Immigration to America in the Late 19th and Early 20th Centuries

Groups who opposed immigration and those attempting to help immigrants during the period from 1877 to 1925. Introduction “Immigration of some kind,” the historian John Higham has written, “is one of the constants of American history, called forth by the energies of capitalism and the attractions of regulated freedom.” This constancy did not preclude alternating[…]

Jewish Immigration during the Revolutionary War

Jews were not welcomed everywhere in the colonies, but they established small communities. Not many Jews immigrated to the United States before about 1820, but the 350th anniversary of Jewish settlement in America was celebrated in 2004 to mark the arrival in New Amsterdam (New York City) in 1654 of a group of two dozen[…]

Maximón, a Maya Saint in Sunglasses

Life-size effigies of the saint are distributed throughout the highlands. By Dr. Kathleen McCampbellArchaeologist He sits among gifts of flowers, bread, alcohol, and smoke. He hears pleas for wealth, safety, and luck, and is adored, feared, and hated. He is San Simón, Maximón, Rilaj Mam, Judas, El Tata. A caudillo, cultural ancestor, soldier, and folk saint,[…]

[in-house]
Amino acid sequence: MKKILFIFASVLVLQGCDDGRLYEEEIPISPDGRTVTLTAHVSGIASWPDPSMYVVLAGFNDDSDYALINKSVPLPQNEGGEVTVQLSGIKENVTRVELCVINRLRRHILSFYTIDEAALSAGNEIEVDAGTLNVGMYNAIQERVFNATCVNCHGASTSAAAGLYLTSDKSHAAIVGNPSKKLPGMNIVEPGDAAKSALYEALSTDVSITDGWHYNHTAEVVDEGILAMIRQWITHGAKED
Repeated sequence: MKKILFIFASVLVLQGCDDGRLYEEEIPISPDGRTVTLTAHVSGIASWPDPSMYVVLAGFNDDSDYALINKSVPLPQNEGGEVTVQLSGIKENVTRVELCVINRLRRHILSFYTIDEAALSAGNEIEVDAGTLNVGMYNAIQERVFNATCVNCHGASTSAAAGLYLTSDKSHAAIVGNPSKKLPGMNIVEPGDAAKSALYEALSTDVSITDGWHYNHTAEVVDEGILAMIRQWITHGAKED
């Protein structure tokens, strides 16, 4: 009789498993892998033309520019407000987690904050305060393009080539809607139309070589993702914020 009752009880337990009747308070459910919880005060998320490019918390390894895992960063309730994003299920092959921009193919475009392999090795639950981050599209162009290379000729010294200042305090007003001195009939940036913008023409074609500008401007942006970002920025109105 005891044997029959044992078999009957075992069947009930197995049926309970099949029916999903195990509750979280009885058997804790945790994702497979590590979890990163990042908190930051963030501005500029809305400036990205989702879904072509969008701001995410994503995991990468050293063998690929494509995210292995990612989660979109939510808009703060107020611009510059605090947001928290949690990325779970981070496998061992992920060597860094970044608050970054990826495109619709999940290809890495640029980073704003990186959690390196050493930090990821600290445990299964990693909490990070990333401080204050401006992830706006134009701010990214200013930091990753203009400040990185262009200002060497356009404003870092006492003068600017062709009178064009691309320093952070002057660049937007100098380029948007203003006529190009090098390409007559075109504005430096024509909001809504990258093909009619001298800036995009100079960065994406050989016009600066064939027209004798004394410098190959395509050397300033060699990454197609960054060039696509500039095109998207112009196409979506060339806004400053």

Women’s Voices in a Male World: Actions, Bodies, and Spaces among the Ancient Maya

A greater focus on female activities such as food processing and weaving can provide valuable information on macro-scale social dynamics. Abstract Feminist archaeology has prompted scholars to reconsider gender roles in ancient Mesoamerica.Current research, however, tends to focus on elite women, classes and sites. Although I do not ignore the potential of these sources, in[…]

The Roman Siege of Masada, 73-74 CE

The siege of Masada, chronicled by Flavius Josephus, was one of the final events in the First Jewish–Roman War. Introduction The siege of Masada was one of the final events in the First Jewish–Roman War, occurring from 73 to 74 CE on and around a large hilltop in current-day Israel. The siege was chronicled by Flavius Josephus, a Jewish rebel leader captured[…]

Herodium: ‘Mountain of the Little Paradise’

Herodion, the palace fortress and highest peak in the Judaean Desert, is the only site that is named after King Herod the Great. Introduction Herodium (Latin), Herodeion (Ancient Greek: Ἡρώδειον), best known in Israel as Herodion (Hebrew: הרודיון‬) and in Arabic as Jabal al-Fureidis (Arabic: هيروديون‎, lit. “Mountain of the Little Paradise”); also Har Hordos is a truncated-cone-shaped hill, 12 kilometres (7.5 mi) south of Jerusalem and 5 kilometres (3.1 mi) southeast of Bethlehem,[…]